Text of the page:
The Golf Warehouse 2023 New Zealand Hickory Open
Following on from its inauguration last year, the 2023 New Zealand Hickory Open was once again contested at Christchurch Golf Club during the second weekend of March. Acknowledging the significance of this new national-level addition to the worldwide hickory golfing calendar,
Christchurch Golf Club hosted the event just one week prior to celebrating its own one-hundred-and-fiftieth anniversary. The significance of this honour was not lost on the event’s participants, particularly those who had travelled from as far away as the United Kingdom, USA, Canada, Australia, and New Zealand’s North Island.
As the shaky isles’ second oldest golf club, Christchurch Golf Club (est. 1873) is the seventh oldest outside the United Kingdom, and the fourth instituted in the southern hemisphere. It was preceded in this regard by only Mauritius Gymkhana Club (est. 1849), the briefly existing but soon disbanded first iteration of Adelaide Golf Club (1870–73), and its southern neighbour Otago Golf Club (est. 1871). After a decades-long program of tree removal and other improvements, the club’s Shirley-based course has now been expertly returned to its former links-land style and is a perfect venue for hickory-shafted golfing competitions.
In the weeks leading up to this event, course superintendent Mark Lawson (one of the fathers of the renaissance of hickory golf in the Canterbury region) had prepared the course to perfection. After constant cutting and rolling, the club’s bent-grass greens had been purposefully groomed to a
slickness worthy of a national title. As a result, one of the most highly renowned putters in world golfing history was to figure prominently in the outcome of the weekend’s main event.
The South Shore Jug and ANZAC Flask
On the afternoon of the first day of competition, two team events were concurrently contested, using an identical format: handicapped singles play over 9-holes. To determine the winner of each event, the best three scores from the respective teams were combined to obtain totals. A separate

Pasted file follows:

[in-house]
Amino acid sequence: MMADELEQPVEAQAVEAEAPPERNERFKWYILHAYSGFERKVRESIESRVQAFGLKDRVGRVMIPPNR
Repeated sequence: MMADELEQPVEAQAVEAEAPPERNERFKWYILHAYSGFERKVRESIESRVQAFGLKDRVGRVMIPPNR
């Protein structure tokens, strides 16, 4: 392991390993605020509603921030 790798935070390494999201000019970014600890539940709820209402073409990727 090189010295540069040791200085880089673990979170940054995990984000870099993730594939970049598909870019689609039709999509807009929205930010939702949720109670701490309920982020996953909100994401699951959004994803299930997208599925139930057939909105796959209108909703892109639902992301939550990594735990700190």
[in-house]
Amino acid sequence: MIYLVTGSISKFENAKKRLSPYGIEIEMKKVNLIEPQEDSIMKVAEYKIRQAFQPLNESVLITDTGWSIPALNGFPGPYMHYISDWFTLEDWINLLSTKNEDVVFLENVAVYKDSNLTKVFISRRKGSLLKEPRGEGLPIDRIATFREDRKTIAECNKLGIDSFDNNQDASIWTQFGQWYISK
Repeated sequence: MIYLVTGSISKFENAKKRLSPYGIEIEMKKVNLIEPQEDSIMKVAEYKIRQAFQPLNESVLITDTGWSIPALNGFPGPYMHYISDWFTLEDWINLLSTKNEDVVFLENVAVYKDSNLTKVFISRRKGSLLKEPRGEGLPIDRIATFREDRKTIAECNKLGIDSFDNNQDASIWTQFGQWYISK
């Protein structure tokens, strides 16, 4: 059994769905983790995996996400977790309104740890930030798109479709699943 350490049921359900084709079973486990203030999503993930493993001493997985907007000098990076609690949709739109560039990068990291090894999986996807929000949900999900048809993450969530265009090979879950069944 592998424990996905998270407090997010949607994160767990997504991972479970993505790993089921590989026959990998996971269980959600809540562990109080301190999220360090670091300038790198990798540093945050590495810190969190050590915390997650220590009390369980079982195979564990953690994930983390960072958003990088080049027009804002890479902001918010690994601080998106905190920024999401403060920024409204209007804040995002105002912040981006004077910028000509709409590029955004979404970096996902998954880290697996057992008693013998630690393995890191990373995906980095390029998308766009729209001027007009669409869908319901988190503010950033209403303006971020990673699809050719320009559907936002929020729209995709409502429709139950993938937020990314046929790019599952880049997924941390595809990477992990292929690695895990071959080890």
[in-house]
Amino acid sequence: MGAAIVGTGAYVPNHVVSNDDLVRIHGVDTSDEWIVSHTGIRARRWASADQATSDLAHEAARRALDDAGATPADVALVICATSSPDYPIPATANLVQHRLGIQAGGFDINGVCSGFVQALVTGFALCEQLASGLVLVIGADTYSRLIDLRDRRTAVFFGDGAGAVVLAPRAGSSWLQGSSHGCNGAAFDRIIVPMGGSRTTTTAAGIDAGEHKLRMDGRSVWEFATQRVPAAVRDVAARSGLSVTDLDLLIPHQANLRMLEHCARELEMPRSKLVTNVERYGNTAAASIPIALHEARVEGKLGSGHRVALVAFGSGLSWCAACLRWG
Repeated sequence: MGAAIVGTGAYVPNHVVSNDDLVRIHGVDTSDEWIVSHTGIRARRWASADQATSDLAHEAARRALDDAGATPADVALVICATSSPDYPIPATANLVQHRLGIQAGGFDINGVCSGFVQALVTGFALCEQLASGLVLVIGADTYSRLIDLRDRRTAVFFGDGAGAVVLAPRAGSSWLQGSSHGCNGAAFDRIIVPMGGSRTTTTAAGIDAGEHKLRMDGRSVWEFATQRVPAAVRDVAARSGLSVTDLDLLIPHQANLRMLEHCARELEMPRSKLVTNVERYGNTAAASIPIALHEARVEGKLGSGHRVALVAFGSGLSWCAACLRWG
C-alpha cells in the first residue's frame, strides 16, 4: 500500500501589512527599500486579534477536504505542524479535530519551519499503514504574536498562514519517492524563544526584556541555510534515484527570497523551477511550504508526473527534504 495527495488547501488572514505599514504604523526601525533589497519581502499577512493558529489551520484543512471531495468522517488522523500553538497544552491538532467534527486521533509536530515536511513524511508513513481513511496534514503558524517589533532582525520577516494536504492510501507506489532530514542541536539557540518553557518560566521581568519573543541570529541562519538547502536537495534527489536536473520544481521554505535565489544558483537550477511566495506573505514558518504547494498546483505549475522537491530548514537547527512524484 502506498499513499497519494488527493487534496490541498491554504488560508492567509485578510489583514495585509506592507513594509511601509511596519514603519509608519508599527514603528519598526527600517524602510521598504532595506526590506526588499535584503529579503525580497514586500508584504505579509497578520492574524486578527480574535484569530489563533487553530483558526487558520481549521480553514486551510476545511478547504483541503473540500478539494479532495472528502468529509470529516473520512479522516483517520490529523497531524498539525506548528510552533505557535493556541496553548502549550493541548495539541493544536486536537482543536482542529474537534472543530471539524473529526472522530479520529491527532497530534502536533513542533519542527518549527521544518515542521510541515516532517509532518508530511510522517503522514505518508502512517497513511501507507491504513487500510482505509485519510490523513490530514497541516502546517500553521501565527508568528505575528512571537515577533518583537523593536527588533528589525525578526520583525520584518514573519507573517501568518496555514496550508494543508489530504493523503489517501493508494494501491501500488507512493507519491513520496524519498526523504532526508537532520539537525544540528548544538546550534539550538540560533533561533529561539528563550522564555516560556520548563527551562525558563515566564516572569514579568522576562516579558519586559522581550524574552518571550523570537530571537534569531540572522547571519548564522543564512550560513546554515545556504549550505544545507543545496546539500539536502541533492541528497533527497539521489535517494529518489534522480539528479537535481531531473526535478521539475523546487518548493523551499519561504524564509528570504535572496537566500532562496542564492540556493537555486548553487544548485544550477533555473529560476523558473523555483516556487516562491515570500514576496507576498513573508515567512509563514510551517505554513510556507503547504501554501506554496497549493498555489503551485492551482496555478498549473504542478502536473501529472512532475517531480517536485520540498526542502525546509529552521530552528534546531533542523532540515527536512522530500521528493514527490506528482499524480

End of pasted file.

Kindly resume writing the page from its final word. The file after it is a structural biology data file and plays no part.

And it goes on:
9-hole foursomes event was conducted prior to this.
The first of the team events, the South Shore Jug, was intended as an inter-club competition between the nation’s four most prestigious clubs: Christchurch Golf Club, Royal Wellington Golf Club, Otago Golf Club, and Royal Auckland and Grange Golf Club. Prior to play beginning, the event
was reduced to a three-way contest between the two former clubs and a ‘Barbarians’ team made up of the latter two. With their superior knowledge of the demanding Shirley links, the Christchurch Golf Club team came out on top with a combined nett score of 110 strokes from its best three players.
The Barbarians team finished with 122 strokes, and the Wellingtonians with 131.
Brothers in Arms—With Hickories Rather Than .303 Inch Rifles
Due to a healthy contingent of Australian players registering for the Open, the organizing committee had most thoughtfully instituted a second teams event known as the ANZAC Flask. This competition is likely to become an annual international fixture between the two highly competitive
Antipodean siblings— whose solidarity was forged in the crucible at Gallipoli in February 1915. In a reversal of the usual David and Goliath relationship between New Zealand and Australia, the Kiwi team comprised a large muster of players from all corners of the dominion, while the visitors could
summon but a pitiful half dozen.
Comprising an enormous solid-silver whisky flask generously donated by event organizer Peter Van Eekelan, the trophy had a capacity more than adequate to satisfy the thirsts of both the winning and losing teams, along with those of the other international onlookers.
The inaugural running of this event was won by the ‘little Aussie battlers’ and the flask was presented at The Hickory Dinner by former Christchurch Golf Club captain and event co-organizer Glenn Bongartz. The scores were Australia, with 108 strokes, two shots ahead of the Kiwis, on 110.
Using the backdrop of what seemed like a stage-managed sunset across the club’s glorious golf links, the pre-Open dinner was held in the club’s magnificent new clubhouse. Designed by Mason & Wales Architects with a postmodern nod to its historic red-brick predecessor, which was sadly
destroyed by the city’s disastrous 2011 earthquake, this building is a testament to the resilience of the local golfing community—some of whom had risked their lives to save the club’s precious archives. Undoubtedly more than a dram of the spirit of this city’s indomitable inhabitants is inherited from the bloodlines of their mainly Caledonian ancestors.
The morning’s foursomes event was won by Australian pairing Andrew Baker and Darron Watt with a nett score of 36.5 strokes, followed in a three-way tie, on 38.5 strokes, by Mark Lawson/Glenn Bongartz, Grant Borrie/Dean Sweetman, and Simon Forshaw/Geoff Pearce. The afternoon’s singles event
was won by another Australian visitor, Bruce Collins, with a nett score of 35 strokes. Second placing was again shared by a trio of competitors, with Andrew Baker, Paul Kehoe, and Murray Turnbull finishing tied on nett scores of 36 strokes.